The German philosopher Georg Wilhelm Friedrich Hegel was born in this house on August 27, 1770. The house now contains a small museum about his life and work.
The quotation on the banner in my photo reads: Alles was ist, ist vernünftig, which could be translated ‘Everything that is, is reasonable’. I have never understood this sentence, but I have read long explanations (some by Hegel himself) trying to explain it. He differentiates between Existenz (existence) and Wirklichkeit (reality), and maintains that unreasonable things only ‘exist’ but are not ‘real’, in his sense. (Have I got that right?)
The Hegel House is one of the few places in Stuttgart which was not closed down in March 2020 to combat the coronavirus — but only because it was closed already to permit a thorough re-vamping of the permanent exhibitions, in honor of Hegel’s 250th birthday.
The previous exhibition began on the ground floor with exhibits on Stuttgart during Hegel’s Lifetime 1770-1831.
On the first and second floors of the Hegel House there was an exhibition showing the various stations in Hegel’s life, from his birth and childhood in Stuttgart to his professorship in Berlin, by way of Bern and Jena. As a young man he even spent a few years in Frankfurt am Main, where he worked as the house teacher for the children of a wealthy family. (This was how young intellectuals often earned their living in those days, as I have mentioned in a post about Hegel’s friend and former roommate, the poet Friedrich Hölderlin.)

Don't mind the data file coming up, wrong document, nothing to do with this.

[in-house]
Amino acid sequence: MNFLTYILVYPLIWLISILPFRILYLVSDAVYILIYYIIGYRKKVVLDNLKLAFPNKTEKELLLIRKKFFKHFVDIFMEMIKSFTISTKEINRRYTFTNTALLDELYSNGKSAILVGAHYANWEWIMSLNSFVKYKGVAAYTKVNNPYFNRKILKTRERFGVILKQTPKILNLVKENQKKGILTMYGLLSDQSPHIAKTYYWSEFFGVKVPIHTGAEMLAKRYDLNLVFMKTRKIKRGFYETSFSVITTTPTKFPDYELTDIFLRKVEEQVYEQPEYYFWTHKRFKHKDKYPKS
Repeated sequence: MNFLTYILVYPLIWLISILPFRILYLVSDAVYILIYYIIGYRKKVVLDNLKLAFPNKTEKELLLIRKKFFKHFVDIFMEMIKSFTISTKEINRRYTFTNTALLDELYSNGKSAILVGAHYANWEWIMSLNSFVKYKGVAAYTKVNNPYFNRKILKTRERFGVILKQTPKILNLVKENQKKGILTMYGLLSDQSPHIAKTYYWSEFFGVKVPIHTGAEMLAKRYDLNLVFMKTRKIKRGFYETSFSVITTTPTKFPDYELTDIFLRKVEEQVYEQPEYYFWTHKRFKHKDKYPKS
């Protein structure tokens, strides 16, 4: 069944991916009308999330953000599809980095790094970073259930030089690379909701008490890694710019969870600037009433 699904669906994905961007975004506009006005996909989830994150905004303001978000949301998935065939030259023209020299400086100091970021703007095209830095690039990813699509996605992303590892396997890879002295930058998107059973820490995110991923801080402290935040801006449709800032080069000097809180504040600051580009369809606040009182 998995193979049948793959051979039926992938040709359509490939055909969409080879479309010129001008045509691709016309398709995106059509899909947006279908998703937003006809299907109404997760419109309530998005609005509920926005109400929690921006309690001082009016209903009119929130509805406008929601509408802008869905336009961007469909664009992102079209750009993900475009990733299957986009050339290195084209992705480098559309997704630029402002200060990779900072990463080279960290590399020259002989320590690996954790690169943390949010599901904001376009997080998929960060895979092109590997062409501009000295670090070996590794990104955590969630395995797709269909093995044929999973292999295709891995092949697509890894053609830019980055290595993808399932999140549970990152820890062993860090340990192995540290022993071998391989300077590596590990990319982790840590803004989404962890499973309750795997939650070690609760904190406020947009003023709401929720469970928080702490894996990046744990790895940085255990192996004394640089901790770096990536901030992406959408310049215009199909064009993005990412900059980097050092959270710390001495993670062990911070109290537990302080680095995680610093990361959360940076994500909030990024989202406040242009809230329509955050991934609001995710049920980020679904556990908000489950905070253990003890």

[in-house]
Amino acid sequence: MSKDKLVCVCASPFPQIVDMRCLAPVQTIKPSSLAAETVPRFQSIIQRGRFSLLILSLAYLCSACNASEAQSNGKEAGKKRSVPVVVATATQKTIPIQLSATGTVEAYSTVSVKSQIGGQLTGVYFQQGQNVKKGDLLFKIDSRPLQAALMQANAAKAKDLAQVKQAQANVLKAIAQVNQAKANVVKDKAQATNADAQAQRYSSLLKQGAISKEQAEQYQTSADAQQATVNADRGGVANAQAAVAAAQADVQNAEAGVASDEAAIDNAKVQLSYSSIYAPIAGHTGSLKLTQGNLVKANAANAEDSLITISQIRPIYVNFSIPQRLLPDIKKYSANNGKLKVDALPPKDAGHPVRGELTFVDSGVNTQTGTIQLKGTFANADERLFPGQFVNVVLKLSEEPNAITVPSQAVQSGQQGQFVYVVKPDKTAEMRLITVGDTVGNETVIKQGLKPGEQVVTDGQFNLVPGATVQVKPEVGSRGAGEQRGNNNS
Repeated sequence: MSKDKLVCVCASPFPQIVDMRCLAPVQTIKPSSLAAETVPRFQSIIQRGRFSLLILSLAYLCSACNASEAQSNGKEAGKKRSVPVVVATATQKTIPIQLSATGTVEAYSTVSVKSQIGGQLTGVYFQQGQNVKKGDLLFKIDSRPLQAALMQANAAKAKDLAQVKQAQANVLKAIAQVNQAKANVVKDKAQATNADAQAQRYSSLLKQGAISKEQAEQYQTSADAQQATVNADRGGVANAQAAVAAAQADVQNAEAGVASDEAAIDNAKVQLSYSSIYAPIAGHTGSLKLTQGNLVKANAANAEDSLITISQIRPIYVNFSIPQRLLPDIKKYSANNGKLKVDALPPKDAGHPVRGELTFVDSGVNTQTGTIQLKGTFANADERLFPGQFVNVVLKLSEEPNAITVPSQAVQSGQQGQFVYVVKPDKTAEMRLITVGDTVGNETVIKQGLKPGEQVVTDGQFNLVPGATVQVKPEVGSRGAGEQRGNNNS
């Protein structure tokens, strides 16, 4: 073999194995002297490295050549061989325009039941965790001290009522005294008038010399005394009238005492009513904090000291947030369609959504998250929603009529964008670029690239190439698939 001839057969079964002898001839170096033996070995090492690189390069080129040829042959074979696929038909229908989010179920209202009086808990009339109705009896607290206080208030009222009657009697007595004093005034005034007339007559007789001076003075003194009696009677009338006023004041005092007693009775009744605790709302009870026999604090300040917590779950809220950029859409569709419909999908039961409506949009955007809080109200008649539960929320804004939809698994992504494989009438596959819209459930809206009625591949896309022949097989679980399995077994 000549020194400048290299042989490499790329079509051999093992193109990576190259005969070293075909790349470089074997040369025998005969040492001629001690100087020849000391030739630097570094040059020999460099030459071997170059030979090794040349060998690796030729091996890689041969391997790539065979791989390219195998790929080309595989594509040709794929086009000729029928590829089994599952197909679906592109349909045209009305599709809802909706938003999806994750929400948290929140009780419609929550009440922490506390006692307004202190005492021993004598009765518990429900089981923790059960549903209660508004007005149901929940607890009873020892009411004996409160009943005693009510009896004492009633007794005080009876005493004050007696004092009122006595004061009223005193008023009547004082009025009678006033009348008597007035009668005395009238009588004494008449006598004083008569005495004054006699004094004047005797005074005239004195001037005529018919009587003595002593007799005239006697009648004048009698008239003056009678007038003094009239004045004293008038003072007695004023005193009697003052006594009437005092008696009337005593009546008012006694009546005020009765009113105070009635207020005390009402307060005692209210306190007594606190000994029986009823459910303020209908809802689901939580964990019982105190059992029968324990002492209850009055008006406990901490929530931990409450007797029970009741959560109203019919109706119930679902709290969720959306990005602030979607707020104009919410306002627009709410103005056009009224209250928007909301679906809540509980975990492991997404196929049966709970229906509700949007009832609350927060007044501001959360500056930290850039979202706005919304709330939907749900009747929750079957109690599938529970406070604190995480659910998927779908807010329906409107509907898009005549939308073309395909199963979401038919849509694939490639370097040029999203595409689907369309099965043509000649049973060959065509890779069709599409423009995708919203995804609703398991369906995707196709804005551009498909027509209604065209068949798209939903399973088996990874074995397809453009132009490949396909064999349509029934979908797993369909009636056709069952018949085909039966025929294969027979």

This wall of the museum showed enlarged replicas of Hegel’s handwritten pages.
Here they have left a part of the ceiling free to show how the house was constructed using oak timbers. While doing restoration work, they uncovered several different color combinations of paint that had been used on the walls in various centuries.
Hegel-Haus, Eberhardstraße 53, 70173 Stuttgart
My photos in this post are from 2007. I revised the text in 2020.
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4 thoughts on “Hegel House in Stuttgart”
I love these little history lessons you share with us, so interesting!
Thanks. Glad you like them.
I would interpret it as “everything that exists in the world, has a reason for its existence. It’s reasonable.” But I have no idea if it’s the intended meaning.
Thanks for all the entertaining and inspirational posts.
That sounds like a ‘reasonable’ explanation, but I also don’t know if that’s what Hegel intended. Some of the interpretations seem to be based on notes taken by Hegel’s students during his lectures at the university in Berlin.